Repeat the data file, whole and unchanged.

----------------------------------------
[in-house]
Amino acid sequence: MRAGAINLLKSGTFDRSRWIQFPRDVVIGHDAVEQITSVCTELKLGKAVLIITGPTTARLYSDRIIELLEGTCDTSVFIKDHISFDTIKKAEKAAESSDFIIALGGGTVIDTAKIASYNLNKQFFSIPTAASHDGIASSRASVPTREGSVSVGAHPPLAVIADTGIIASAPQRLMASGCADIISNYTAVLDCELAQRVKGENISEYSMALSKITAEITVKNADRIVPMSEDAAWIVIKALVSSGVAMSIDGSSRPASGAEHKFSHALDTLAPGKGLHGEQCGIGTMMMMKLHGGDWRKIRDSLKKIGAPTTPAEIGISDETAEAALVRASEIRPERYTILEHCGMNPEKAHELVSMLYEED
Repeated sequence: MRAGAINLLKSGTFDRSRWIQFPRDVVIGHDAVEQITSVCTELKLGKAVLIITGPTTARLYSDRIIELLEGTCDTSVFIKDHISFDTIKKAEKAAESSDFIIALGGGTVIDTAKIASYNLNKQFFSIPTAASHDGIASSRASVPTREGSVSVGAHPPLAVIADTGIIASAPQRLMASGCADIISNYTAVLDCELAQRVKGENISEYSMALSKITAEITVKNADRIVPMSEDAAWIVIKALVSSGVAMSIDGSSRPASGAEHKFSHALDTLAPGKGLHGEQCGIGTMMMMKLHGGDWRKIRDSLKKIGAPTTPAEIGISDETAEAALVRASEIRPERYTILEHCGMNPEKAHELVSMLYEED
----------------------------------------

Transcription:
[in-house]
Amino acid sequence: MRAGAINLLKSGTFDRSRWIQFPRDVVIGHDAVEQITSVCTELKLGKAVLIITGPTTARLYSDRIIELLEGTCDTSVFIKDHISFDTIKKAEKAAESSDFIIALGGGTVIDTAKIASYNLNKQFFSIPTAASHDGIASSRASVPTREGSVSVGAHPPLAVIADTGIIASAPQRLMASGCADIISNYTAVLDCELAQRVKGENISEYSMALSKITAEITVKNADRIVPMSEDAAWIVIKALVSSGVAMSIDGSSRPASGAEHKFSHALDTLAPGKGLHGEQCGIGTMMMMKLHGGDWRKIRDSLKKIGAPTTPAEIGISDETAEAALVRASEIRPERYTILEHCGMNPEKAHELVSMLYEED
Repeated sequence: MRAGAINLLKSGTFDRSRWIQFPRDVVIGHDAVEQITSVCTELKLGKAVLIITGPTTARLYSDRIIELLEGTCDTSVFIKDHISFDTIKKAEKAAESSDFIIALGGGTVIDTAKIASYNLNKQFFSIPTAASHDGIASSRASVPTREGSVSVGAHPPLAVIADTGIIASAPQRLMASGCADIISNYTAVLDCELAQRVKGENISEYSMALSKITAEITVKNADRIVPMSEDAAWIVIKALVSSGVAMSIDGSSRPASGAEHKFSHALDTLAPGKGLHGEQCGIGTMMMMKLHGGDWRKIRDSLKKIGAPTTPAEIGISDETAEAALVRASEIRPERYTILEHCGMNPEKAHELVSMLYEED